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 turi2 edition #16: Can influencers be our green conscience, Katharina Frömsdorf?  |  turi2

turi2 edition #16: Can influencers be our green conscience, Katharina Frömsdorf? | turi2

Influencing: Outfit posts and bikini photos on the beach are no longer relevant enough on social media, says Katharina Frömsdorf. The managing director of ProSiebenSat.1's multichannel network, Studio71, writes in her guest article for turi2 edition #16 about sustainable millennials and is happy about "sinn influencers".

By Catherine Frömsdorf

"It's the ecology, stupid!" If you were to beam Bill Clinton's campaign strategist from the early 90s into the present, the catchy slogan of yesteryear would probably sound exactly the same. Climate change, Fridays for Future, global warming: Sustainability moves and touches us all today. It is precisely these factors and their consequences, as well as accelerated digitization and globalization, that are leading to an ongoing change in society's values. These issues have long since ceased to be just a matter for political negotiation. The voices of this social discourse are louder today than ever before. And above all: younger!

turi2 edition #16: Können Influencer unser grünes Gewissen sein, Katharina Frömsdorf? | turi2

Of course, this change has long been visible on social media. Influencer marketing has already changed as a result and will continue to develop. Whether Gen Z or Millennials - more and more young people feel staged posts with a focus on luxurious lifestyle, fashion or beauty are no longer relevant enough. Attitude is the need of the hour. The awareness of sustainability has long existed in this target group and is growing day by day. Influencers and creators have recognized this trend. Louisa Dellert, for example, began her career as a classic fitness and nutrition influencer on Instagram. Today, Dellert is also a well-known artist outside of social media, who uses her reach for (environmental) political messages. She talks about socially relevant topics and wants to get her community to think and act more sustainably. For this purpose, it also makes corresponding product cooperations or recommendations. As a professional master carpenter, DIY and grill expert, our Studio71 artist Jonas Winkler relies on sustainable and regional materials. He cooperates with a bio-certified charcoal provider. A perfect match, because here the values ​​and moral concepts of the creator and advertising partner optimally match. In these cases, authenticity cannot be overstated.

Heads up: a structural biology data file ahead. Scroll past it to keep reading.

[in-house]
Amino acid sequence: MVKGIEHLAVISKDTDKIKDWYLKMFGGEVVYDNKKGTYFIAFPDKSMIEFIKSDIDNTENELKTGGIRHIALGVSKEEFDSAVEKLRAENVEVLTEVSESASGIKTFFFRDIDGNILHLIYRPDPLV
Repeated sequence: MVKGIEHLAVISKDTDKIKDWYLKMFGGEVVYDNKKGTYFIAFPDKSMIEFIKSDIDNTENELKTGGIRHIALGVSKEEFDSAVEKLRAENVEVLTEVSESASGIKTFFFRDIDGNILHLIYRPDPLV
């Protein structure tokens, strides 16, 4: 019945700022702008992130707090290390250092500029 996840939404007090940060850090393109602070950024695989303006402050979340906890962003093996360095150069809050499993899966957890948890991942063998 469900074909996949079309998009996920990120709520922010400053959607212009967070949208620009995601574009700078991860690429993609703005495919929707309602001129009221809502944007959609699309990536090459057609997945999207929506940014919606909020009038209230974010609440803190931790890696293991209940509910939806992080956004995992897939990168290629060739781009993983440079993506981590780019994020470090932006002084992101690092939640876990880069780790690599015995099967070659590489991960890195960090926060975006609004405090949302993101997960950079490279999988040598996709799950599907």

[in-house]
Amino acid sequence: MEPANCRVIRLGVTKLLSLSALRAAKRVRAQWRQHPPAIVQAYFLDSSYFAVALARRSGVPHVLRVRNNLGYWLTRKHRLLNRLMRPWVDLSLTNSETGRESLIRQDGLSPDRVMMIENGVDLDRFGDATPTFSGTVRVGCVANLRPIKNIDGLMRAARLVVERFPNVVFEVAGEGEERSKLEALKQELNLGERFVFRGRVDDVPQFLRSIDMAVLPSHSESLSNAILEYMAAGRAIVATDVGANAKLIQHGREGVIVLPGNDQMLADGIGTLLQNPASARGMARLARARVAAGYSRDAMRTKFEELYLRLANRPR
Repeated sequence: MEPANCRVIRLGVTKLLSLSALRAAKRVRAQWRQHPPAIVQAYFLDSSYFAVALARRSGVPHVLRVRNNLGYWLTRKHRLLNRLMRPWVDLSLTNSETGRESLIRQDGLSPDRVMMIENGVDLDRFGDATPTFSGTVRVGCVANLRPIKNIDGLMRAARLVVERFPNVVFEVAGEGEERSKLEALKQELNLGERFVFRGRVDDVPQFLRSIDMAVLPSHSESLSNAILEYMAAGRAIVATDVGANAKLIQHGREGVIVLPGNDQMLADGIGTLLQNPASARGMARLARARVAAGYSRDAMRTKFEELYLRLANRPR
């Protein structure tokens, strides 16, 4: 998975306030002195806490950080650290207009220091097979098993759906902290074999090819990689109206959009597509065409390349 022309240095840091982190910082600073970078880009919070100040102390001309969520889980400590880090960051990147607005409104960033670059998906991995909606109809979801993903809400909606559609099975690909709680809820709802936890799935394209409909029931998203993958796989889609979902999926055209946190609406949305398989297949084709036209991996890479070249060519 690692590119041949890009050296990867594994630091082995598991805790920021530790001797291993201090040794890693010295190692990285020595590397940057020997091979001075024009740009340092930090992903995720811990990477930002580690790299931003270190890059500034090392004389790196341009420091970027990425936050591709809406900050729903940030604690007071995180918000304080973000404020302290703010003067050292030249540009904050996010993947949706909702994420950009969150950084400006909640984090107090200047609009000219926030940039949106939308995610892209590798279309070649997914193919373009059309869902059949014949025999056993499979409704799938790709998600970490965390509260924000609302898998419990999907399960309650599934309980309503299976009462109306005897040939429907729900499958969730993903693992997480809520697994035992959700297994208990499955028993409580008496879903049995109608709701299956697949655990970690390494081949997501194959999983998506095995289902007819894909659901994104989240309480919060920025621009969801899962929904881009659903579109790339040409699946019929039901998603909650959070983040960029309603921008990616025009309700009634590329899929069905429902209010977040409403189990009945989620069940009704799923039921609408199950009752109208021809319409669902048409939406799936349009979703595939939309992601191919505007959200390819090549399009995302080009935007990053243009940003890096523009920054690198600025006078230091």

One thing is clear: Influencers are playing an increasing role in our green conscience. I think the development towards “sense influencers” is very gratifying. And I firmly believe that we will be able to link this socially relevant topic and the business model of most social media stars more and more frequently - always provided that artists and brands credibly pull together.

This post is part of turi2 edition #16 on sustainability.

Read all the stories of turi2 edition #16 – right here in the browser as an e-paper: